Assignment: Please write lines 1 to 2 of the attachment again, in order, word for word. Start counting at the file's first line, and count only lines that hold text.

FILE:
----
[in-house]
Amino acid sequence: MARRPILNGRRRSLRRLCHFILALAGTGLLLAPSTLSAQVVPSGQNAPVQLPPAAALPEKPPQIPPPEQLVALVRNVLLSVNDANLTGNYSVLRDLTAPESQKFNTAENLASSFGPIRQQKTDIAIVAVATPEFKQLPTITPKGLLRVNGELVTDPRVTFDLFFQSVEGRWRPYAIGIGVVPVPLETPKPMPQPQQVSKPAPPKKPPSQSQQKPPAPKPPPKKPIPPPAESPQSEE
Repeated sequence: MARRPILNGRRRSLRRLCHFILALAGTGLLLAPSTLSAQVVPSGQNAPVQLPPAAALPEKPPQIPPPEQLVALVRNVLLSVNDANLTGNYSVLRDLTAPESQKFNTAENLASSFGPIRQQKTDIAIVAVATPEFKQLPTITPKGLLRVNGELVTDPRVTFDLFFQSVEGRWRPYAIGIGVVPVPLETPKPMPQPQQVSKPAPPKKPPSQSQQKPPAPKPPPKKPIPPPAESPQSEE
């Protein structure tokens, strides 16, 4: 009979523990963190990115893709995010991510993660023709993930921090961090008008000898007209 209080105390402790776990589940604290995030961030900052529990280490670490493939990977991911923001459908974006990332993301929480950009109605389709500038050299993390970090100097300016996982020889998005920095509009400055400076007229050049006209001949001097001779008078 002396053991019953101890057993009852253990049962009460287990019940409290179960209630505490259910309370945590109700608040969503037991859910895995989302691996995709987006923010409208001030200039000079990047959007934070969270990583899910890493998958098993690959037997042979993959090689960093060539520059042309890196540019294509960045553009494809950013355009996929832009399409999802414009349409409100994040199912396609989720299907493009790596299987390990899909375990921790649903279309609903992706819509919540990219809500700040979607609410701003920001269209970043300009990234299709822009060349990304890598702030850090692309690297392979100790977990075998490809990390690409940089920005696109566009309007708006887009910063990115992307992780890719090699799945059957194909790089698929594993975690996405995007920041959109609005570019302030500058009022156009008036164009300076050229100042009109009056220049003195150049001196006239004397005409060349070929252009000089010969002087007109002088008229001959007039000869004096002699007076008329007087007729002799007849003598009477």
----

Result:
[in-house]
Amino acid sequence: MARRPILNGRRRSLRRLCHFILALAGTGLLLAPSTLSAQVVPSGQNAPVQLPPAAALPEKPPQIPPPEQLVALVRNVLLSVNDANLTGNYSVLRDLTAPESQKFNTAENLASSFGPIRQQKTDIAIVAVATPEFKQLPTITPKGLLRVNGELVTDPRVTFDLFFQSVEGRWRPYAIGIGVVPVPLETPKPMPQPQQVSKPAPPKKPPSQSQQKPPAPKPPPKKPIPPPAESPQSEE